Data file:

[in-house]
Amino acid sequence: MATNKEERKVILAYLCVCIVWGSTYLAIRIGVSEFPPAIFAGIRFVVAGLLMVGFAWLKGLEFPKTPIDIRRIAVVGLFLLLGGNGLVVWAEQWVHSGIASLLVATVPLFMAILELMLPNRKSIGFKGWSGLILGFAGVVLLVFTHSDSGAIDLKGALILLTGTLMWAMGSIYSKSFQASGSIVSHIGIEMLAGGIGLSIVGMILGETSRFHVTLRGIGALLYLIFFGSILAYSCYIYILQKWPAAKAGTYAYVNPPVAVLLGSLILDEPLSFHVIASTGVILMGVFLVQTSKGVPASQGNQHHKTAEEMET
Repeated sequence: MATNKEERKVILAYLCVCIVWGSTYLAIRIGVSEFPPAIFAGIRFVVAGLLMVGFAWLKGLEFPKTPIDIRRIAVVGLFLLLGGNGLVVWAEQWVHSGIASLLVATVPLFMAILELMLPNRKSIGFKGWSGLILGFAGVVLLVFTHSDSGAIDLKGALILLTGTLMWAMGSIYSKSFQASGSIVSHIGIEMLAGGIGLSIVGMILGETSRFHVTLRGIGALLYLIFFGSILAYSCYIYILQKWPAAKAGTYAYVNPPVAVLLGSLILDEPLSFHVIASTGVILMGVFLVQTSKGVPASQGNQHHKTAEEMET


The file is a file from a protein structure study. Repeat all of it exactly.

[in-house]
Amino acid sequence: MATNKEERKVILAYLCVCIVWGSTYLAIRIGVSEFPPAIFAGIRFVVAGLLMVGFAWLKGLEFPKTPIDIRRIAVVGLFLLLGGNGLVVWAEQWVHSGIASLLVATVPLFMAILELMLPNRKSIGFKGWSGLILGFAGVVLLVFTHSDSGAIDLKGALILLTGTLMWAMGSIYSKSFQASGSIVSHIGIEMLAGGIGLSIVGMILGETSRFHVTLRGIGALLYLIFFGSILAYSCYIYILQKWPAAKAGTYAYVNPPVAVLLGSLILDEPLSFHVIASTGVILMGVFLVQTSKGVPASQGNQHHKTAEEMET
Repeated sequence: MATNKEERKVILAYLCVCIVWGSTYLAIRIGVSEFPPAIFAGIRFVVAGLLMVGFAWLKGLEFPKTPIDIRRIAVVGLFLLLGGNGLVVWAEQWVHSGIASLLVATVPLFMAILELMLPNRKSIGFKGWSGLILGFAGVVLLVFTHSDSGAIDLKGALILLTGTLMWAMGSIYSKSFQASGSIVSHIGIEMLAGGIGLSIVGMILGETSRFHVTLRGIGALLYLIFFGSILAYSCYIYILQKWPAAKAGTYAYVNPPVAVLLGSLILDEPLSFHVIASTGVILMGVFLVQTSKGVPASQGNQHHKTAEEMET